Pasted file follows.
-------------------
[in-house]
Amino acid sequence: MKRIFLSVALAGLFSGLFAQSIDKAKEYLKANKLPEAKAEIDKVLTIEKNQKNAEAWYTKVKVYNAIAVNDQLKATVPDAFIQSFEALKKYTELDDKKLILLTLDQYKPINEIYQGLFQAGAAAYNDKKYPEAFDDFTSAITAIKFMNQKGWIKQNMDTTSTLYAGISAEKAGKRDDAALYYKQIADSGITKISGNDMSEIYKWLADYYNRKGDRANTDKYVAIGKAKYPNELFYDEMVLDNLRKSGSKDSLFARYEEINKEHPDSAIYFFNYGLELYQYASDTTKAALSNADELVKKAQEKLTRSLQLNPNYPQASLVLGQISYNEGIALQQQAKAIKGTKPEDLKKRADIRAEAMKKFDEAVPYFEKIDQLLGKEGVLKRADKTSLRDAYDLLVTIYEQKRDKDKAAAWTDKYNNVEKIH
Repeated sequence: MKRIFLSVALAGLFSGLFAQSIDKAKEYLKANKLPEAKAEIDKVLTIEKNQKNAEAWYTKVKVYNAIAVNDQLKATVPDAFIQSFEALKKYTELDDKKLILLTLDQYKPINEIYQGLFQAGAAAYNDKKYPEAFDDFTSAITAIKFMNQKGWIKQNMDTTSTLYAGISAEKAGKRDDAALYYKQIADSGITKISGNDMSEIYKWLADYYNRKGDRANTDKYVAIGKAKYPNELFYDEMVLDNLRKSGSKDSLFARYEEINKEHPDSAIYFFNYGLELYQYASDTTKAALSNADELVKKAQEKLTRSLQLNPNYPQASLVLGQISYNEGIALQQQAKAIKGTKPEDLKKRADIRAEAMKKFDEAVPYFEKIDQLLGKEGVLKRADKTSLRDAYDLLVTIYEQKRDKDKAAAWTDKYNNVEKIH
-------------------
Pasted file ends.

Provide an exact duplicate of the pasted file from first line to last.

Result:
[in-house]
Amino acid sequence: MKRIFLSVALAGLFSGLFAQSIDKAKEYLKANKLPEAKAEIDKVLTIEKNQKNAEAWYTKVKVYNAIAVNDQLKATVPDAFIQSFEALKKYTELDDKKLILLTLDQYKPINEIYQGLFQAGAAAYNDKKYPEAFDDFTSAITAIKFMNQKGWIKQNMDTTSTLYAGISAEKAGKRDDAALYYKQIADSGITKISGNDMSEIYKWLADYYNRKGDRANTDKYVAIGKAKYPNELFYDEMVLDNLRKSGSKDSLFARYEEINKEHPDSAIYFFNYGLELYQYASDTTKAALSNADELVKKAQEKLTRSLQLNPNYPQASLVLGQISYNEGIALQQQAKAIKGTKPEDLKKRADIRAEAMKKFDEAVPYFEKIDQLLGKEGVLKRADKTSLRDAYDLLVTIYEQKRDKDKAAAWTDKYNNVEKIH
Repeated sequence: MKRIFLSVALAGLFSGLFAQSIDKAKEYLKANKLPEAKAEIDKVLTIEKNQKNAEAWYTKVKVYNAIAVNDQLKATVPDAFIQSFEALKKYTELDDKKLILLTLDQYKPINEIYQGLFQAGAAAYNDKKYPEAFDDFTSAITAIKFMNQKGWIKQNMDTTSTLYAGISAEKAGKRDDAALYYKQIADSGITKISGNDMSEIYKWLADYYNRKGDRANTDKYVAIGKAKYPNELFYDEMVLDNLRKSGSKDSLFARYEEINKEHPDSAIYFFNYGLELYQYASDTTKAALSNADELVKKAQEKLTRSLQLNPNYPQASLVLGQISYNEGIALQQQAKAIKGTKPEDLKKRADIRAEAMKKFDEAVPYFEKIDQLLGKEGVLKRADKTSLRDAYDLLVTIYEQKRDKDKAAAWTDKYNNVEKIH